The Digital History Day, to be held at the History Faculty, George Street, gives an introduction to digital tools and methods for historians, focusing on the resources developed and hosted by the Institute of Historical Research.
In addition to presenting particular tools, including British History Online (BHO) and the Bibliography of British and Irish History (BBIH), the workshop will consider research communication, for example using social media, and the challenges of working with new types of sources.
This is an excellent opportunity for historians to learn and participate in discussions about important issues in the context of our changing academic environment.
Round Table discussion for Faculty staff and graduates
12.30-1.30pm – Rees Davies Room, History Faculty
IHR participants: Simon Baker, Jonathan Blaney, Sarah Milligan and Jane Winters (Institute of Historical Research)
Topics to be covered include big data for humanities research, the importance of digital citation and the ‘problem’ of search.
2-4pm, Lecture Theatre, History Faculty
2.00 Digital history at the Institute of Historical Research: an overview – Jane Winters
2.20 Case study I: Bibliography of British and Irish History – Simon Baker
2.40 Big data for historical research – Jonathan Blaney
3.00 Case study II: British History Online – Sarah Milligan
3.20 Communicating your research online – Jane Winters
3.35 Digital citation – Jonathan Blaney
Simon Baker joined the IHR in 2004 as assistant project editor for the Royal Historical Society Bibliography of British and Irish History and is currently one of the editors of its successor, the Bibliography of British and Irish History. Previously he worked in the photographic library at the Royal Commission on the Historical Monuments of England; and at the British Film Institute, where he worked in the National Archive (film and television) and the National Library. While at the BFI he was involved in the first moves towards computerisation of data and digitisation projects, as well as subsequent migration and merging of data into other databases and the development of online resources.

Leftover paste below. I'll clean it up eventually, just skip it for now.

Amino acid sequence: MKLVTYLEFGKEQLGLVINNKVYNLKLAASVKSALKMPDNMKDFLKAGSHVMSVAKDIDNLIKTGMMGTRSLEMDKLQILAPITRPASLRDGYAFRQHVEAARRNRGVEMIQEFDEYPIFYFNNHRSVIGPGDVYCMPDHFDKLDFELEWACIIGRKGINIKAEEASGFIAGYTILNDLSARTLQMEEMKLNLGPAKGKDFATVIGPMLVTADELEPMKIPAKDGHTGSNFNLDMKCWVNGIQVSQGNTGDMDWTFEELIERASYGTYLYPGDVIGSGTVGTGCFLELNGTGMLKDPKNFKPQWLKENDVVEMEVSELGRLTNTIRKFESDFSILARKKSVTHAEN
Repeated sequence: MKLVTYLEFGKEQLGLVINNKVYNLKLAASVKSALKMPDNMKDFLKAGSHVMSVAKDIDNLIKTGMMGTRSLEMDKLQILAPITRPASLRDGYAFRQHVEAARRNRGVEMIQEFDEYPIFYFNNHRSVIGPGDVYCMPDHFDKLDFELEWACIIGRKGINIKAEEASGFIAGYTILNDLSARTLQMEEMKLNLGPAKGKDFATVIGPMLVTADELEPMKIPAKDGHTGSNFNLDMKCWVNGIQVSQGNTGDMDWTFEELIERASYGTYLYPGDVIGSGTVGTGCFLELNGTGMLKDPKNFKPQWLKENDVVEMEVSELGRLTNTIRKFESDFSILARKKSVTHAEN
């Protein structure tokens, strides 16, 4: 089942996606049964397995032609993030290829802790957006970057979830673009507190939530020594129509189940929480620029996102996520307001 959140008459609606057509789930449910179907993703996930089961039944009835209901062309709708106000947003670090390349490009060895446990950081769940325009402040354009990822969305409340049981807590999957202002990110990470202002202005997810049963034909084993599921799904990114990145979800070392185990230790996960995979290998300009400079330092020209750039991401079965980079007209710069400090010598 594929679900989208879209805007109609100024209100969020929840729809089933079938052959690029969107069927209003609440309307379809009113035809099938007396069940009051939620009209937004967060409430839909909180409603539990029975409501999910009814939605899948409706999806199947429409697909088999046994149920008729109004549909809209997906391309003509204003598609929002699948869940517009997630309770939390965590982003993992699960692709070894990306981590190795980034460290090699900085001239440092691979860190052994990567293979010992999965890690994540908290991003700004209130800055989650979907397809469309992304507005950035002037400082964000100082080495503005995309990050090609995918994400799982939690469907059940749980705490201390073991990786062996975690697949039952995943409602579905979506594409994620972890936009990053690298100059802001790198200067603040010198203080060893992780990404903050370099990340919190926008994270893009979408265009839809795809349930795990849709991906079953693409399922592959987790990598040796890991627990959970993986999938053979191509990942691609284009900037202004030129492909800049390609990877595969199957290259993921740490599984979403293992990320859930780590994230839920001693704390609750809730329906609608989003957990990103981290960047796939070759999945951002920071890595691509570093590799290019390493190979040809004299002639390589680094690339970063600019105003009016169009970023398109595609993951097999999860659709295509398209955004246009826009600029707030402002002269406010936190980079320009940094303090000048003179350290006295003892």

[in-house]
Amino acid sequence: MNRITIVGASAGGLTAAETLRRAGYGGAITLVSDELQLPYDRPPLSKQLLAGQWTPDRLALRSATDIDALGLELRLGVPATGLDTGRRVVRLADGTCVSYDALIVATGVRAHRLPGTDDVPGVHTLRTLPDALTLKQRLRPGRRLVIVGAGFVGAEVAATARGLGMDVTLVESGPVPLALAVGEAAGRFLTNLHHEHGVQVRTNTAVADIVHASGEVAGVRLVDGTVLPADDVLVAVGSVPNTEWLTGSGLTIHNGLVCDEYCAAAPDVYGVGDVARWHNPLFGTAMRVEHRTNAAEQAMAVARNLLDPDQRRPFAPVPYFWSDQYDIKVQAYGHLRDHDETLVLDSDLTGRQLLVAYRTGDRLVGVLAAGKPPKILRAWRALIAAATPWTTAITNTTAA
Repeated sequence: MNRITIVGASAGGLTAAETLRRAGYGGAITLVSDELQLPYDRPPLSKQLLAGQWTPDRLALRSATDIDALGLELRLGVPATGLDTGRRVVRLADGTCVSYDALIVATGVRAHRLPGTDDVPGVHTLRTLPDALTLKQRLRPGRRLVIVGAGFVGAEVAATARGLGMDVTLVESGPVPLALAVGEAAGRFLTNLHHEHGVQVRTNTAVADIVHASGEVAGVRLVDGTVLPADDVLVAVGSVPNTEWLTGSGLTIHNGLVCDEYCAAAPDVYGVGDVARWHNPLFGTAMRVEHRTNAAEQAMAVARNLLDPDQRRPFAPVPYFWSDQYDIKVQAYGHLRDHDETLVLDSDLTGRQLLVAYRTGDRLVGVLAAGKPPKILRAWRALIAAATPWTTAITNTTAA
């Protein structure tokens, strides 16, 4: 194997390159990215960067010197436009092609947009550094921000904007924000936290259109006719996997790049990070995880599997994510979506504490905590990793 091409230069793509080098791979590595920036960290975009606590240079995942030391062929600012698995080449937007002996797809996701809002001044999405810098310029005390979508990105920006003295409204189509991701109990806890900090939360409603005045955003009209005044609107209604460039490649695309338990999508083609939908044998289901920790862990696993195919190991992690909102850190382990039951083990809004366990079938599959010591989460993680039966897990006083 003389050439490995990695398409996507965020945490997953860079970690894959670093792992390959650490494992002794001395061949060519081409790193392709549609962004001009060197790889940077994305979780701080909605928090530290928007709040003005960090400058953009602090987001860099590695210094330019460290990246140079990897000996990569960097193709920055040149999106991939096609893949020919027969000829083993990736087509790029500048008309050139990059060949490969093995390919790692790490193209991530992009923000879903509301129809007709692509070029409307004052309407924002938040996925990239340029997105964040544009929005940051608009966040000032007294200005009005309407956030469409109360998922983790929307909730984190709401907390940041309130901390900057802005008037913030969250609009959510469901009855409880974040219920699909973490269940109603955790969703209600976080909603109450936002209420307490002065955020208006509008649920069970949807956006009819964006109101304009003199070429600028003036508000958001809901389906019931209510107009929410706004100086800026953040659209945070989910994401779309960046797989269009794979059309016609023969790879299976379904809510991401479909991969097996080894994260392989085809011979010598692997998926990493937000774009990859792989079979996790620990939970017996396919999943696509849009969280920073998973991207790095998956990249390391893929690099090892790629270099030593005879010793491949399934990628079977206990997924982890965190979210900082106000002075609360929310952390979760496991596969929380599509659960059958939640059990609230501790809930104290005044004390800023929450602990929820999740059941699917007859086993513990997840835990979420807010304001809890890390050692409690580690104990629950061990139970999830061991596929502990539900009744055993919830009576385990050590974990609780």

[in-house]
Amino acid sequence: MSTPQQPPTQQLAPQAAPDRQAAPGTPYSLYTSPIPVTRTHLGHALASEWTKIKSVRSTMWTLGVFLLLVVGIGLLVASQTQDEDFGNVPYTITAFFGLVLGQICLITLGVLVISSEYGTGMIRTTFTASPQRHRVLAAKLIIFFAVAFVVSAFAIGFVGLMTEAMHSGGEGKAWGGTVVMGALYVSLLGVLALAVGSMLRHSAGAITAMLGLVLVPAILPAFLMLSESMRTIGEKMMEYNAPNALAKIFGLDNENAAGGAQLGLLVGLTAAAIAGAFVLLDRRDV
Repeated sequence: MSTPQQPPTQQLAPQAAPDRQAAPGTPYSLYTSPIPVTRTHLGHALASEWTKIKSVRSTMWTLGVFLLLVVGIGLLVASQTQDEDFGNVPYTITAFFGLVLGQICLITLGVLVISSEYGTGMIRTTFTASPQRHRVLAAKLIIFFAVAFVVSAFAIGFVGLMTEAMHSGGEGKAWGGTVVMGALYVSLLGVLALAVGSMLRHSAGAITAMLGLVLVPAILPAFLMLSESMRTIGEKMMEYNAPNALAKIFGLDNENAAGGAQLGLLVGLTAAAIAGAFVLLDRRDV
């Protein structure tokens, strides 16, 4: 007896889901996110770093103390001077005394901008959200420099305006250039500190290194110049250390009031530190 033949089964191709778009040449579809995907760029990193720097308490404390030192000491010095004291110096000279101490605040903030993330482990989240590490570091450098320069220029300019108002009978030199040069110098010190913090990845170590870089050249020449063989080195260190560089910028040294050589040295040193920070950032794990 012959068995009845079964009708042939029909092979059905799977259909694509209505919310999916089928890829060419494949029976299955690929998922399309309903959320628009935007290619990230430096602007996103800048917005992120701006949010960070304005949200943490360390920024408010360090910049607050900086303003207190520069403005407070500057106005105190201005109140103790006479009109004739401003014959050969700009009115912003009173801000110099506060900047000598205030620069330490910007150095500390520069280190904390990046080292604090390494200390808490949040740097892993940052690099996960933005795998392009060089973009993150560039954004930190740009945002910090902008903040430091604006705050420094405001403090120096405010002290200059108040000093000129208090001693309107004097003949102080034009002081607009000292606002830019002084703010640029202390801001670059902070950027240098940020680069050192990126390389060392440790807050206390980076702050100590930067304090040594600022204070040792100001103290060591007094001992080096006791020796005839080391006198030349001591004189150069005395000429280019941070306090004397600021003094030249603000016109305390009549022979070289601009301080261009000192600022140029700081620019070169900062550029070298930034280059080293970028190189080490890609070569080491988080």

Jonathan Blaney joined the IHR in 2007 as project editor for British History Online’s project to complete the digitisation of the Calendars of State Papers. He now continues to work for part of the time on BHO, as well as spending time on other IHR projects, most recently in the field of big data. Jonathan has worked as lexicographer for Oxford University Press and as an editor on the Oxford Dictionary of National Biography. He subsequently worked for the Oxford Digital Library, where he was a text encoding reviewer on the Early English Books Online Text Creation Partnership and Eighteenth Century Collections Online Text Creation Partnership, and also advised on a number of digitisation projects.
Sarah Milligan joined the IHR in 2014 as publishing manager for British History Online. Previously, she worked as an editorial and research assistant with the Map of Early Modern London (MoEML), the Internet Shakespeare Editions (ISE) and the Victorian Poetry Network (VPN), all based at the University of Victoria in British Columbia, Canada. She remains a Research Affiliate with MoEML. Her diverse interests include Victorian poetry, early modern London and encoding historical dates.
Jane Winters is professor of digital history and head of publications at the IHR. Currently, she is principal investigator of the Big UK Domain Data for the Arts and Humanities project; co-director of Digging into Linked Parliamentary Metadata; co-investigator of Traces through Time: Prosopography in Practice across Big Data; and publishing editor of the Bibliography of British and Irish History. She is also executive editor of the IHR’s journal, Historical Research, and associate editor of Frontiers in Digital Humanities: Digital History. Jane is a fellow of the Royal Historical Society, and a member of RESAW (Research Infrastructure for the Study of the Archived Web), the Academic Steering & Advocacy Committee of the Open Library of Humanities, the Advisory Board of the Academic Book of the Future project, and the UK Medical Heritage Library.